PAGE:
As we collectively get busier and busier, we’re also getting more and more tired. It’s easy to declare, “I’m fatigued,” after a long week of juggling multiple responsibilies, but this common complaint means something completely different to people with Chronic Fatigue Syndrome, a complicated and highly misunderstood disorder. According to the Centers of Disease Control and Prevention, CFS is characterized by “profound fatigue that is not improved by bed rest and that may be worsened by physical or mental activity.” The good news is something is finally going to be done about it—the National Institutes of Health announced last week it will bolster its efforts to advance research of the growingly common disease.  

Although more than one million Americans are thought to suffer from this debilitating condition, the causes largely remain a mystery to the medical community—and so, the NIH’s recent announcement has been met with much acceptance from those who have long researched or have been personally affected by the illness.

“Of the many mysterious human illnesses that science has yet to unravel, [CFS] has proven to be one of the most challenging,” said NIH Director Francis S. Collins, MD, PhD, in a news release.  “I am hopeful that renewed research focus will lead us toward identifying the cause of this perplexing and debilitating disease so that new prevention and treatment strategies can be developed.”

The Institute of Medicine, an independent government advisory group, published a list of diagnosable symptoms: profound fatigue lasting at least six months; exhaustion after minor physical or mental exertion (which patients sometimes describe as a "crash"); unrefreshing sleep; cognitive impairment (aka "brain fog") or a worsening of symptoms upon standing. Although these symptoms are extremely disruptive to one’s day-to-day life, CFS has not yet received the attention it deserves—neither through research nor in doctor’s offices, with sufferers describing getting dismissed when broaching their symptoms to their healthcare professionals.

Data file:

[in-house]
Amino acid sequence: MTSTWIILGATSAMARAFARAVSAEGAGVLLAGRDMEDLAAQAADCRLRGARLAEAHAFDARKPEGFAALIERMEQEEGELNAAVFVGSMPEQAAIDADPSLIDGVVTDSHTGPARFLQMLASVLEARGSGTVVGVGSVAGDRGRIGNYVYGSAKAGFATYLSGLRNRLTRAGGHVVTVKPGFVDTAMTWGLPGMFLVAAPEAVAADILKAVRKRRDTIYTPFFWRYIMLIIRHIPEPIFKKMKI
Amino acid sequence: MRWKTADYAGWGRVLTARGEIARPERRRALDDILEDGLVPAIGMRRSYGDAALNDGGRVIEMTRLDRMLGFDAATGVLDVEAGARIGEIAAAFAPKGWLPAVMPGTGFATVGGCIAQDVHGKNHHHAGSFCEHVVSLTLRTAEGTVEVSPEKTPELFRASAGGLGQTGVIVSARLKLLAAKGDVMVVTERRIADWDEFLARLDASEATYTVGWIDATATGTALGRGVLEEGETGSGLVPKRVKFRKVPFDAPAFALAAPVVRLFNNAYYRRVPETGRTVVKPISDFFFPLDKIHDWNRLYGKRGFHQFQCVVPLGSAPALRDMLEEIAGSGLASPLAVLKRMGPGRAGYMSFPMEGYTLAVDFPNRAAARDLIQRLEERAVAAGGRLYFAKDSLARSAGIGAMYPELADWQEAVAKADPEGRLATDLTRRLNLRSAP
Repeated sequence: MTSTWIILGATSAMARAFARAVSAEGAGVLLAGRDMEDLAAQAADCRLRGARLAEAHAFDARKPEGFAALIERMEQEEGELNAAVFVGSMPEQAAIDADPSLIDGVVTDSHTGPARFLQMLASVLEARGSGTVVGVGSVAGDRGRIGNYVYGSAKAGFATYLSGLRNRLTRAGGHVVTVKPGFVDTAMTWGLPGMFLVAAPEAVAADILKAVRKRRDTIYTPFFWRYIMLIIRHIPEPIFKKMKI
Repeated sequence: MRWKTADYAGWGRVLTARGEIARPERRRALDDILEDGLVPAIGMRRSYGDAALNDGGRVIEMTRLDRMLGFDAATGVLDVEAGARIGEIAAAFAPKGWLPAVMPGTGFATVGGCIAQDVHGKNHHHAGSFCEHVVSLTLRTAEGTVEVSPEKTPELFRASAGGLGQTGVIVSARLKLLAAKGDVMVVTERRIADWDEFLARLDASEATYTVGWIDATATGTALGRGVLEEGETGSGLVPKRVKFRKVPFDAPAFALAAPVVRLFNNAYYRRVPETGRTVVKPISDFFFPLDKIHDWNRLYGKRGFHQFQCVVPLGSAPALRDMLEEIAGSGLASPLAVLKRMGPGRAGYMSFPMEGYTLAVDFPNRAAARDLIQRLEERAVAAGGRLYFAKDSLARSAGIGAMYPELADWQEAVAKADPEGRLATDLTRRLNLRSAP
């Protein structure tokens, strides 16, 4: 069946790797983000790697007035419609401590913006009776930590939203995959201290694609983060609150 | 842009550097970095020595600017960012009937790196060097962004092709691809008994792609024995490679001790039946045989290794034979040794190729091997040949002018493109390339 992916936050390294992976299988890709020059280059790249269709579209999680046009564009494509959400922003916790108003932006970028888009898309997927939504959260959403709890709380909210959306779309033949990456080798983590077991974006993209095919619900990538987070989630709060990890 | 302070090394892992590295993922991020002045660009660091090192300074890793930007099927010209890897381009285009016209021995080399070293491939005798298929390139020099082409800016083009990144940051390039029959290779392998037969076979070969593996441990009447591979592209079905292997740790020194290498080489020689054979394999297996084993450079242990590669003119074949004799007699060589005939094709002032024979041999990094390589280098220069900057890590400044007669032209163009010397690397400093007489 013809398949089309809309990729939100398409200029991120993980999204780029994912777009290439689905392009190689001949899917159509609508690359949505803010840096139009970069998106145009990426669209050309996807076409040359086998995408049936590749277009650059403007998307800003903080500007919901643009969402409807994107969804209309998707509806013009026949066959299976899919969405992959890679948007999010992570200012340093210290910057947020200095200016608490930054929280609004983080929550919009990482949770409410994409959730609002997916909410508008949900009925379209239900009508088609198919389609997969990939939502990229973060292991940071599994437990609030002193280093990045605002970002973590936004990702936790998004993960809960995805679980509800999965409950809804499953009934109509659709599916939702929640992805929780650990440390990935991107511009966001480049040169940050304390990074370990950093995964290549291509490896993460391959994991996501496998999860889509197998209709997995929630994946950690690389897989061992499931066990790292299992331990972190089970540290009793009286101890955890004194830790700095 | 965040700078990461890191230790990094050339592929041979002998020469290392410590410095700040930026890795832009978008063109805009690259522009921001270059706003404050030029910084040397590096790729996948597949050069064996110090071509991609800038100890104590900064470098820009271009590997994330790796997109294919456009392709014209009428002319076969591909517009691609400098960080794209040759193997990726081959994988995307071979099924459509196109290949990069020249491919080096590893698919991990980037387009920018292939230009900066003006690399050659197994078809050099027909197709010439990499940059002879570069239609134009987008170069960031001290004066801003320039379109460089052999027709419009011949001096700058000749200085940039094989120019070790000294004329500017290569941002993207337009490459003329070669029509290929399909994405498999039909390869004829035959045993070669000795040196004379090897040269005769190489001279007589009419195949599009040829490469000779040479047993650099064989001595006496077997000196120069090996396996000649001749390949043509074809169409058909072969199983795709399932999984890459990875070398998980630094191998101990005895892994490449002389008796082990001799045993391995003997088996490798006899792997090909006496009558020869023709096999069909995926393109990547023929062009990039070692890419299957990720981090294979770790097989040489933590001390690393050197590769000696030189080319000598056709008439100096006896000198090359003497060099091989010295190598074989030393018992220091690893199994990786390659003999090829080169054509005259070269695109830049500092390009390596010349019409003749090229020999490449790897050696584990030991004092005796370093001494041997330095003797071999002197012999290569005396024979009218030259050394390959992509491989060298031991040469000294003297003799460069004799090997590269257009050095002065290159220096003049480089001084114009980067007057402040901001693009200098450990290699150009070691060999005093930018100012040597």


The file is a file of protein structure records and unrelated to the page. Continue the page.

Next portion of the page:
To help resolve this, in February a panel of the Institute of Medicine proposed renaming the condition to systemic exertion intolerance disease. Lucinda Bateman, a panel member, told NPR, they chose to use the word "disease" because "it's a stronger word.” The idea is: Being diagnosed with a “disease” will prompt doctors to take things more seriously. In a recently issued report, the panel also underscored that the condition is serious, telling doctors, "It is not appropriate to dismiss these patients by saying 'I am chronically fatigued, too.’"

Hopefully, the NIH’s newfound focus on the elusive CFS will not only help patients and their families, but also reinforce the movement of recognizing mental health—regardless of which one—as a condition that warrants thoughtful diagnosis, treatment and acknowledgment as much as any tangible disease.




  1. NPR: Chronic Fatigue Syndrome Research Gains Funding, and Controversy
  2. National Institutes of Health: NIH takes action to bolster research on Myalgic Encephalomyelitis/Chronic Fatigue Syndrome
  3. NPR: Panel Says Chronic Fatigue Syndrome Is A Disease, And Renames It
  4. The National Academies of Sciences, Engineering, Medicine: Beyond Myalgic Encephalomyelitis/Chronic Fatigue Syndrome: Redefining an Illness
  5. Centers for Disease Control and Prevention: Chronic Fatigue Syndrome (CFS)